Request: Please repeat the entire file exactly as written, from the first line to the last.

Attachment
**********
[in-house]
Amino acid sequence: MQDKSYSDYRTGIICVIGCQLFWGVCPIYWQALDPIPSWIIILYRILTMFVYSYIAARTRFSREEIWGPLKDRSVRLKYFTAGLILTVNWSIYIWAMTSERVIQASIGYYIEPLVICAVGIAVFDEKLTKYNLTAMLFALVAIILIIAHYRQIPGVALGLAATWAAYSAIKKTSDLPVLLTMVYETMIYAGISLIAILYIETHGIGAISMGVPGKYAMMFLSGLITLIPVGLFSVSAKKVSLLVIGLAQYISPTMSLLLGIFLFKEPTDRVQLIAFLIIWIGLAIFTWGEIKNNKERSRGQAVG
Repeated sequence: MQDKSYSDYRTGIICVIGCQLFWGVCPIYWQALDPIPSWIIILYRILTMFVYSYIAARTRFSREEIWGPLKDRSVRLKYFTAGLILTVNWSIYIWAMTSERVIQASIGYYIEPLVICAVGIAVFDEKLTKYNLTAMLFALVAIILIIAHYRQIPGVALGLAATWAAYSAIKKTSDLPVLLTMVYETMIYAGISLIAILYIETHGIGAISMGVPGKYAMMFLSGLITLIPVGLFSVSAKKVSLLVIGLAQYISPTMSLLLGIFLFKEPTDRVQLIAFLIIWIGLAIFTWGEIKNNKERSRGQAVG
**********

[in-house]
Amino acid sequence: MQDKSYSDYRTGIICVIGCQLFWGVCPIYWQALDPIPSWIIILYRILTMFVYSYIAARTRFSREEIWGPLKDRSVRLKYFTAGLILTVNWSIYIWAMTSERVIQASIGYYIEPLVICAVGIAVFDEKLTKYNLTAMLFALVAIILIIAHYRQIPGVALGLAATWAAYSAIKKTSDLPVLLTMVYETMIYAGISLIAILYIETHGIGAISMGVPGKYAMMFLSGLITLIPVGLFSVSAKKVSLLVIGLAQYISPTMSLLLGIFLFKEPTDRVQLIAFLIIWIGLAIFTWGEIKNNKERSRGQAVG
Repeated sequence: MQDKSYSDYRTGIICVIGCQLFWGVCPIYWQALDPIPSWIIILYRILTMFVYSYIAARTRFSREEIWGPLKDRSVRLKYFTAGLILTVNWSIYIWAMTSERVIQASIGYYIEPLVICAVGIAVFDEKLTKYNLTAMLFALVAIILIIAHYRQIPGVALGLAATWAAYSAIKKTSDLPVLLTMVYETMIYAGISLIAILYIETHGIGAISMGVPGKYAMMFLSGLITLIPVGLFSVSAKKVSLLVIGLAQYISPTMSLLLGIFLFKEPTDRVQLIAFLIIWIGLAIFTWGEIKNNKERSRGQAVG